Oxford professor death: Arrested man's family say it was 'tragic accident'

Dr Devinder Sivia leaves the police station in Abingdon in the back seat of car
Image caption Dr Sivia was held by police after Prof Rawlings was found dead at his home in Southmoor

The family of a man who was arrested after the death of an Oxford professor has said it was a "tragic accident".

Steven Rawlings, 50, was found on Wednesday at a bungalow in Southmoor belonging to Dr Devinder Sivia.

Dr Sivia, 49, was held on suspicion of murder, but has since been bailed until April.

A family statement said they did not believe the men could have quarrelled and described their "friendship was exemplary".

Police have said the death may be "a matter for a coroner's inquest rather than a criminal court".

Dr Sivia's family said: "They were two like-minded individuals, whose friendship was exemplary. Whenever the need arose, they were there for each other."

Image caption Professor Rawlings' wife believes his death was a "tragic accident"

On Friday the wife of Prof Rawlings also said the men were "best friends" and she did not believe her husband was murdered.

Linda Rawlings added: "I do not believe Steve's death is murder... I do not believe Devinder should be tarnished."

She said she believed the death had been a "tragic accident".

The emergency services were called to Laurel Drive at 23:20 GMT on Wednesday by a member of the public reporting that a man had been injured at the property.

Prof Rawlings, who was official fellow and tutor in physics at St Peter's College, was declared dead at the scene.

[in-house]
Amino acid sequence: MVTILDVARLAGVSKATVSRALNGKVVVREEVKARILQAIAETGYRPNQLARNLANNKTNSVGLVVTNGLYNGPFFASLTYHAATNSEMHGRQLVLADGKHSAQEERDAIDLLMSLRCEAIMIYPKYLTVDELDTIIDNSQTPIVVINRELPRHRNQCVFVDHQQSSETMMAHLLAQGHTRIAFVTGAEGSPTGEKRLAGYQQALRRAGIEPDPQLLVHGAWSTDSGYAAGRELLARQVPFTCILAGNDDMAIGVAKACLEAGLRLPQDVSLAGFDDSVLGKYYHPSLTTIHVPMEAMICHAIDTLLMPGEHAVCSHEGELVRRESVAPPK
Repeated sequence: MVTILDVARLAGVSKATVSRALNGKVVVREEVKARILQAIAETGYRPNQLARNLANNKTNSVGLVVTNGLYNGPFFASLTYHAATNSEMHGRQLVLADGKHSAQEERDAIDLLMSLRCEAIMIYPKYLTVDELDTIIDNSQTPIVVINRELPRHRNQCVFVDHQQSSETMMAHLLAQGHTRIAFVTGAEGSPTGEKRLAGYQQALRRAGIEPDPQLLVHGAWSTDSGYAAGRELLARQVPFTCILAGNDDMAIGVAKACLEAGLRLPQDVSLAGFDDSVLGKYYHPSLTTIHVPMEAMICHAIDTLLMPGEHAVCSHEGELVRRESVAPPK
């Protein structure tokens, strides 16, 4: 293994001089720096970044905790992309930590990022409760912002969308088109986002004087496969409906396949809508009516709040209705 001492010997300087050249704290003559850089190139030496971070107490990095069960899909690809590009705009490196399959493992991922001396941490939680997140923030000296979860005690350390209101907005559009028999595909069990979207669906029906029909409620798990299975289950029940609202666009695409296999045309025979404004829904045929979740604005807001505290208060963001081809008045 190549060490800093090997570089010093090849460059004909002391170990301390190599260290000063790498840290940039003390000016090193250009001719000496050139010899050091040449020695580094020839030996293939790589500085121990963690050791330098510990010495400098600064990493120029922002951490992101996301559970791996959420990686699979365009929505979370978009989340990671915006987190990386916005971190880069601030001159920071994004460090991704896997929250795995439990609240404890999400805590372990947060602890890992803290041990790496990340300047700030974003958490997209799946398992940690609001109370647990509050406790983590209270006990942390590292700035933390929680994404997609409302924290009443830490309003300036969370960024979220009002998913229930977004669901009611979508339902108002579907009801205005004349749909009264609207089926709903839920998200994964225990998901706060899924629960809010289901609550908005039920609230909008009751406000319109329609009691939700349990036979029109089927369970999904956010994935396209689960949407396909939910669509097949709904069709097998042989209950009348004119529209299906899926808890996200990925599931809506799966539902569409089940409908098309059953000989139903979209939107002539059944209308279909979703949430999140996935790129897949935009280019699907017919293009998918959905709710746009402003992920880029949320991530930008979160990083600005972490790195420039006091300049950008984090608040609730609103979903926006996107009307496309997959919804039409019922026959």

'Open mind'

Thames Valley Police said a post-mortem examination had been unable to establish a cause of death and further tests would be conducted.

They said they were keeping an "open mind" about the circumstances of the academic's death.

Det Supt Rob Mason said: "A substantial amount of information is already in the public domain and we can confirm that the two individuals involved have been friends for over 30 years."

He said all potential circumstances that could have led to Prof Rawlings' death were being investigated.

"We are mindful that ultimately the death may be a matter for a coroner's inquest rather than a criminal court and I would ask for patience from both the media and the public while we continue our investigation," Det Supt Mason said.

Dr Sivia, who is based at St John's College, has taught "maths for natural sciences" to chemistry and physics undergraduates for a number of years.

In 1999 Dr Sivia and Prof Rawlings co-authored and published a book together, which was called Foundations Of Science Mathematics.

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